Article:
Hainkel's announcement will have minimal impact. He wasn't getting much support, financially or in the polls. His withdrawal does, however, give a psychological boost to the GOP because it leaves only four (down from the initial seven) Republicans in that contest.
The Republicans remaining are state Rep. Hunt Downer of Houma, former state Department of Health and Hospitals chief Bobby Jindal, former Legislative Auditor Dan Kyle and Public Service Commissioner Jay Blossman of St. Tammany. If they all go to the post, there's still a chance that two Democrats could lead the field in the Oct. 4 open primary and shut out the GOP. That prospect weighs heavily on the minds of Republican mullahs.
For now, Jindal leads his fellow Republicans with roughly 10 percent of the overall vote -- but he trails two Democrats, Lt. Gov. Kathleen Blanco and Attorney General Richard Ieyoub. In the first survey taken after withdrawals by former Gov. Dave Treen and state Sen. Ken Hollis, most of the erstwhile GOP candidates' support went to "undecided." That's not unusual. That survey, by the way, anticipated Hainkel's withdrawal and did not include him.
Voters remain largely unfazed by the governor's race. They're still waiting for somebody to wake them up.
The most interesting recent development was Schwegmann's decision to bolt to the GOP. She's now the third major Republican in the lieutenant governor's race, whereas the Democrats have only one contender. Here again, the GOP has the problem of too many entries -- but the problem is worse in this race because there's only one major Democrat, state Rep. Mitch Landrieu of New Orleans. Besides Schwegmann, the Republicans include attorney Stephen Rue of Kenner and Baton Rouge civic leader Kirt Bennett, the only African American in the race.
Schwegmann's move probably affects Rue the most. He has lots of money, but she has a ton of residual name recognition from her four years as lieutenant governor (1992-96). While Rue's own survey shows him in the lead, he hasn't attracted much visible support among leading Republicans, nor has he demonstrated much ability to raise money other than his own. He's a tireless and telegenic campaigner, however, so he should never be discounted.
The task for Rue, Bennett and Schwegmann will be to establish themselves among the GOP faithful. Rue, as a trial lawyer, has a philosophical hurdle to clear. Schwegmann once had an enviable base among blacks and women -- as a Democrat -- but she may have shed that base by switching parties. Can she make up lost ground among mainstream Republicans? Will she be able to raise enough money to get her message out? In fact, what will her message be, after six years representing a heavily Democratic district in the Legislature? As a former lieutenant governor who served honorably, she stands out in her ability to talk substantively about the office.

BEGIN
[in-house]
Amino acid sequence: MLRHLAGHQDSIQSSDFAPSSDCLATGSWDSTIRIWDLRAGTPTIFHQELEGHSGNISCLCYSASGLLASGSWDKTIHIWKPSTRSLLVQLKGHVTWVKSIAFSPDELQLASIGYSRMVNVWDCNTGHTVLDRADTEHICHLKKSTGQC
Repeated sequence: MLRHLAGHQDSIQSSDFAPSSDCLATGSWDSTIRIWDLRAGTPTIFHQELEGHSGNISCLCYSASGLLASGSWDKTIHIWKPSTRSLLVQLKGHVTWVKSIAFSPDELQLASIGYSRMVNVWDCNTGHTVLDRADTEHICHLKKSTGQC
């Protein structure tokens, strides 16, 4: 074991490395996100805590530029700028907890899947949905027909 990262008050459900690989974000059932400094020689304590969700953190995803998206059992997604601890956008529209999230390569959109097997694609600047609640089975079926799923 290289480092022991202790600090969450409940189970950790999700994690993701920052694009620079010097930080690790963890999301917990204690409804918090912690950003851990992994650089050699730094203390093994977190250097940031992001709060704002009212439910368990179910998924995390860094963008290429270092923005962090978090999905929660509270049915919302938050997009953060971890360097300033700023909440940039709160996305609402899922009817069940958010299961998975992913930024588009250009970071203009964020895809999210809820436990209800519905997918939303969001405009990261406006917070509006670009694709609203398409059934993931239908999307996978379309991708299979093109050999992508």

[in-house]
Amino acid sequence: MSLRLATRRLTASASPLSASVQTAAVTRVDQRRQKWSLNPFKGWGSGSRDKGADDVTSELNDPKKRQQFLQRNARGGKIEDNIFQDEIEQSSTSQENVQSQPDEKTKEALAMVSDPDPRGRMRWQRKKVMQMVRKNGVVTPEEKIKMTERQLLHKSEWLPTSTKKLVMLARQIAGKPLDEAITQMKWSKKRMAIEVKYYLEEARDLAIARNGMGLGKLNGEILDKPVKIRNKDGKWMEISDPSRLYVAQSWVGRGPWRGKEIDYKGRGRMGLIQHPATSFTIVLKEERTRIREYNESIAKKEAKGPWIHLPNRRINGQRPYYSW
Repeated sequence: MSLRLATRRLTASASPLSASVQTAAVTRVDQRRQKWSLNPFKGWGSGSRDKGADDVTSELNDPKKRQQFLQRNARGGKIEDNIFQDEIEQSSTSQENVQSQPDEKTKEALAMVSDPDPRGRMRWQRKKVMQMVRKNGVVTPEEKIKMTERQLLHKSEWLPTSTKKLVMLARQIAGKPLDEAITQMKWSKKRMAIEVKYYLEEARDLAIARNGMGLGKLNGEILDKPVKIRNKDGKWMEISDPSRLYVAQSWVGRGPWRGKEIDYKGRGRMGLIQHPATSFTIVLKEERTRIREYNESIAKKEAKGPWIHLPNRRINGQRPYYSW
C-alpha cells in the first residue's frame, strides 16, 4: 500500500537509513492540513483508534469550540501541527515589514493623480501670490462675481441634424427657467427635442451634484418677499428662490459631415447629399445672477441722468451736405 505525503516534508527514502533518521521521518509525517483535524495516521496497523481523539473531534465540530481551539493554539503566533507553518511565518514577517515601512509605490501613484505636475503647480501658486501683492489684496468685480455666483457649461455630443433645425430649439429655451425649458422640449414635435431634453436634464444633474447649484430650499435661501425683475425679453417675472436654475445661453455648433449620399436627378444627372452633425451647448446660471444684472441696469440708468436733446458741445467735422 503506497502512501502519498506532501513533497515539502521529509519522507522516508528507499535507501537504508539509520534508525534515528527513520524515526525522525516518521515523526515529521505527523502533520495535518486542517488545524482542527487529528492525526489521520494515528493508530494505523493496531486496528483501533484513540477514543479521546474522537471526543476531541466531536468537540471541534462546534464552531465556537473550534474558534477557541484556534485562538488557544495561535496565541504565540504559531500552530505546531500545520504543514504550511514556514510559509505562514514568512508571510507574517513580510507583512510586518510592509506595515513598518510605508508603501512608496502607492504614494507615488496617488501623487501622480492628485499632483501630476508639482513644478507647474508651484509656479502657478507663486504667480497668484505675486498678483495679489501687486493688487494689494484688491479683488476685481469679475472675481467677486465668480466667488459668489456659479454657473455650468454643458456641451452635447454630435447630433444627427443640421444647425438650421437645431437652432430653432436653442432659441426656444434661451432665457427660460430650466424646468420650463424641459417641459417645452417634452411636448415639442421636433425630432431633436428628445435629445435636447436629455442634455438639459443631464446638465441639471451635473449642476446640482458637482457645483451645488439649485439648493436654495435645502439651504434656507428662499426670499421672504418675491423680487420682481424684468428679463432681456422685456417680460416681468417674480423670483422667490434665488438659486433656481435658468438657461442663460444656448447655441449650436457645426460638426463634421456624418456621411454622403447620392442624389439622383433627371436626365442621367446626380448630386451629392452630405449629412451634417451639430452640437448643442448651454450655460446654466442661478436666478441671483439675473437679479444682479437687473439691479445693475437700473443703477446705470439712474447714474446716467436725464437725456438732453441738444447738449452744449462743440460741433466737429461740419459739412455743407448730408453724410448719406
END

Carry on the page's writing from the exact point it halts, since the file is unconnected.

Bennett, if he can raise enough money, poses a threat to Landrieu's base among black voters. Unless an African American jumps into the governor's race (which isn't likely), Bennett will be the leading black standard bearer in statewide races -- and possibly the only one. Will African-American voters look past the "R" behind his name on the ballot to back him over Landrieu?
Landrieu has been frustrated by the media's collective yawn in response to his list of nearly 500 major supporters statewide. A closer look shows that he probably has more big-name Republican support than his GOP rivals, which is noteworthy. His Republican supporters include local business folks like Henry Shane, Gary Solomon (who is Landrieu's finance chair), David Voelker and Rick Rees. He also has support from businessman and GOP financier James Davison of Ruston, former Slidell Mayor Sam Caruso, former state Sen. Tom Casey of New Orleans, and former interim New Orleans Councilman Howell Crosby, who, coincidentally, was a major backer of Suzanne Haik-Terrell against Landrieu's sister in last year's hotly contested U.S. Senate race.
Truly, every election is a unique event, and in any given race, anything can happen.